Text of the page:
As I mentioned in the introduction of the class, you cannot distort a drawing unless you know how to draw it correctly. In this case we are going to take something realistic and distort it into several different options using the same realistic object. I am going to have to apologize for my drawings because I have never done an abstract in graphite. I need my dripping paint, wall textures and papers to express myself. Nevertheless the purpose here is for you to let yourself go and use your imagination to distort your drawing to your hearts content.
We will take another exercise from Anna Held Audette’s book and try to create from something realistic to something distorted or abstract. Fred Wessel’s approach is to ask his student to take a kitchen utensil or tool and render it and its cast shadows as accurately as possible. “It is important to include as much detail as possible because this drawing will provide the source of material for the remainder of the project”, he says. I think another option as a subject can be jewelery or so many things in a household that we don’t usually think of as an art subject.
“Put aside the tool or utensil, and use your drawing of it to create a second image, in which the original shape is distorted. Imagine it being fractured, inflated, stretched, and so on, and at the same time enlarge it so that it now intersects the edges of the paper, creating new, trapped or negative spaces.”
“Now use image no.2 as source material for the third drawing, in which you identify interesting shapes and patterns and misshape them. Insignificant shapes may become dominant, exciting shapes may be repeated, and negative areas can be filled with patterns derived from the drawing process.”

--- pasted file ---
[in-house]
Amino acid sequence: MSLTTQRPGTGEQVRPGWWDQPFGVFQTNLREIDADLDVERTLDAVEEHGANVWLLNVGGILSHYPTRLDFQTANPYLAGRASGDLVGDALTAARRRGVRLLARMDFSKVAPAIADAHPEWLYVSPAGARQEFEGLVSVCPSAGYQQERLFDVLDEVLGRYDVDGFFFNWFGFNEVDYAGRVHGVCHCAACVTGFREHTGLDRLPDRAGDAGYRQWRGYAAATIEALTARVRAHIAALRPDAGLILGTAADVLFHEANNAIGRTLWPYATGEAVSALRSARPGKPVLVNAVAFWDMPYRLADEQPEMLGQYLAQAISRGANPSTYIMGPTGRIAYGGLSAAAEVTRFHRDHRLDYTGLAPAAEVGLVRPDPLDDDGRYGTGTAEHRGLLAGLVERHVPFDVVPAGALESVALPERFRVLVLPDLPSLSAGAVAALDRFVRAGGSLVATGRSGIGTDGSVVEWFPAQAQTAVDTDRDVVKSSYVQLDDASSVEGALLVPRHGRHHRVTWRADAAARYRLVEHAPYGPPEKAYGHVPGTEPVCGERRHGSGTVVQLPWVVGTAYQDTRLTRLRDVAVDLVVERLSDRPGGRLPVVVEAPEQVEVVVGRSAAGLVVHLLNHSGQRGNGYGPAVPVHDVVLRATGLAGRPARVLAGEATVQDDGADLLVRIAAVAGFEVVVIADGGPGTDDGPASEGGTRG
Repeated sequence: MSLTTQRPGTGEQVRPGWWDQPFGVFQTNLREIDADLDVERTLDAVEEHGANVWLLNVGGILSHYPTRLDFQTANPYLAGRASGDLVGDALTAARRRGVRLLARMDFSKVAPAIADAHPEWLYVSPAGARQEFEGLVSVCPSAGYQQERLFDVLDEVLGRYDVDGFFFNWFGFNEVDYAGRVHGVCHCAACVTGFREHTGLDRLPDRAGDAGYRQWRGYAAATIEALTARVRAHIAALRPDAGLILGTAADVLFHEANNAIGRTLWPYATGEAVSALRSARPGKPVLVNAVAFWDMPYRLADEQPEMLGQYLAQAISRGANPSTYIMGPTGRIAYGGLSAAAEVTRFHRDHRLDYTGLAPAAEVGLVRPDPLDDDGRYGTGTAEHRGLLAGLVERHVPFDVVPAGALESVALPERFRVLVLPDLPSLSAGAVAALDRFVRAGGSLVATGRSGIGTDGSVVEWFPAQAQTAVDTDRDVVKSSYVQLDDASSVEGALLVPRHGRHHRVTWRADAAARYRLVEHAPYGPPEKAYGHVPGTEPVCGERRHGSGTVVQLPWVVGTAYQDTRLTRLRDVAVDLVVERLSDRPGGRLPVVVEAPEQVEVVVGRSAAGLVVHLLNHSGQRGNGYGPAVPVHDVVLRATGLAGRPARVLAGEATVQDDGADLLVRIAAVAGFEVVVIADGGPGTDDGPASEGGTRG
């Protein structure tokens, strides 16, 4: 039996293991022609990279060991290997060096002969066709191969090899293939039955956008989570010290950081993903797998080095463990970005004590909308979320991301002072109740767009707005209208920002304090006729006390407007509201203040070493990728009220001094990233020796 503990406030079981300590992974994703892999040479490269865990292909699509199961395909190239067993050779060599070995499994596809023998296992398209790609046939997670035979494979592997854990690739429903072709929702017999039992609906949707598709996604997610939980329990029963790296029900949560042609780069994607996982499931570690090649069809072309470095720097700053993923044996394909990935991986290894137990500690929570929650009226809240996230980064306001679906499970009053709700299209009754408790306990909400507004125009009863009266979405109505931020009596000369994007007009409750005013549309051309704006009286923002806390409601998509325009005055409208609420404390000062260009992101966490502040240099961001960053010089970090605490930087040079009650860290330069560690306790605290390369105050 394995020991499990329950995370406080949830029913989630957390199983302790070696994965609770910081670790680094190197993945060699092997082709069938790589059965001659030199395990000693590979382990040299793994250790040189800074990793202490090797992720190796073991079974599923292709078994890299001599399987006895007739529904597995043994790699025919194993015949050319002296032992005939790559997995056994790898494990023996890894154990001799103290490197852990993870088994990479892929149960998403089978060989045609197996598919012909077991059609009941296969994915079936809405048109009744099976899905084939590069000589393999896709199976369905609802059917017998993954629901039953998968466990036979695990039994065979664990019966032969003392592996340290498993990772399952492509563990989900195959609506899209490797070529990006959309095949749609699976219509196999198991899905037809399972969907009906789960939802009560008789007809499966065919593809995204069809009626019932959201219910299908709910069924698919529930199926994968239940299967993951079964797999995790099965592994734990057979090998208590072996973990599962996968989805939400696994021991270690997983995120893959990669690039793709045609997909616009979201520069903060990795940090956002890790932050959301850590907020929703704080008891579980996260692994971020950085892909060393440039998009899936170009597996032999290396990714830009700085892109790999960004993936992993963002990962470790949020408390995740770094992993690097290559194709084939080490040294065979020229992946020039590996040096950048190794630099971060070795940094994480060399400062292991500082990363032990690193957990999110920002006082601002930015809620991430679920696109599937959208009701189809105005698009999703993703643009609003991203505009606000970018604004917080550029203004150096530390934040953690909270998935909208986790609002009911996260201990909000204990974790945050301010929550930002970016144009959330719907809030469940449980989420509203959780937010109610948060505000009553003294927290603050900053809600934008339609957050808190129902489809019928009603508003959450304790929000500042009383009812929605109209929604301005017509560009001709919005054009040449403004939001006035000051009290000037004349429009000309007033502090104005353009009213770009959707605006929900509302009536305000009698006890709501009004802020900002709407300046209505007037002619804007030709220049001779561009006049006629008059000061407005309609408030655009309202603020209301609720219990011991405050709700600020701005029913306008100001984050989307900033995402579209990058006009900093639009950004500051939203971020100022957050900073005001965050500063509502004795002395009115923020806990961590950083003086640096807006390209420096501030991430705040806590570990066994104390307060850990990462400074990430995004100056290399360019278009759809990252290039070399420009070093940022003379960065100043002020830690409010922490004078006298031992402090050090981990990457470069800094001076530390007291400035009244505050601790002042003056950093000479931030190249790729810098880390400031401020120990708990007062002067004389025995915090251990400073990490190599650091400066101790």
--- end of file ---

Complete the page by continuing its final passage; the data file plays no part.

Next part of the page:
“Repeat the previous step, using drawing no.3 to make the fourth one, in which you continue moving away from reality toward abstraction.”
“Take the most exciting of the four drawings, and use it as a study for a larger drawing. You may grid it and the larger paper for accurate enlargement or just use it loosely as a point of departure. In this last drawing you should be drawing for the formal (shape) qualities only.” This last step is optional
Please try to keep things balanced and think of composition, although this is one of my weak spots and I might have not achieved this in my drawings. One of my mistakes in these drawings was not picking the right subject for them. As I started on the second drawing I realized I didn’t like the shapes except for the screw and the object didn’t have very many outstanding shapes. Think of this when you pick your object. Be sure it has a lot of detail because that is what you will use in the succeeding drawings.
Thumbnail no.1 Is the drawing of my chosen object with the cast shadows it showed at the time.
No.2 using drawing no.1 I took the most outstanding shapes of the cork screw and placed them at my pleasing drawing the threads of the screw individually and fracturing them. I do not care too much for the other shapes, those finger-like plaques. This is why I think it is important to think about the shapes you see in the object you choose.
No.3 using drawing no.2, I continued to distortion the object. In this step Fred Wessel talks about using the negative spaces and sometimes those negative spaces become dominant in your drawing. A lot of you are familiar and very good at using different pencil strokes to achieve texture. Here is where you can take advantage of that.
No.4 In this final drawing is where the complete abstraction of the drawing comes in. I just repeated the previous one but limited it to shape, textures and shading.
If any of you find it very hard to abstract the drawing, you might be able to come up with and interesting composition of the realistic features of the object.
I have chosen the sites of Anna Held Audette and Fred Wessel not only because of the quality of their work but because in the case of Anna we see an artist that takes advantage of these different subjects and formats to be original and creative. Fred Wessel, is the author of the exercise that will take us from realism to abstraction and he is and extraordinary realistic painter.
Field trip 1
Field trip 2
These drawing should be done with a wooden lead or mechanical pencil of your choice. The size lead is up to you and the paper you use, also. We will not use reference photos for this class. If anyone want to try this with colored pencils or another drawing medium or a special kind of paper, it is fine with me.
Let yourself go! Have fun!!!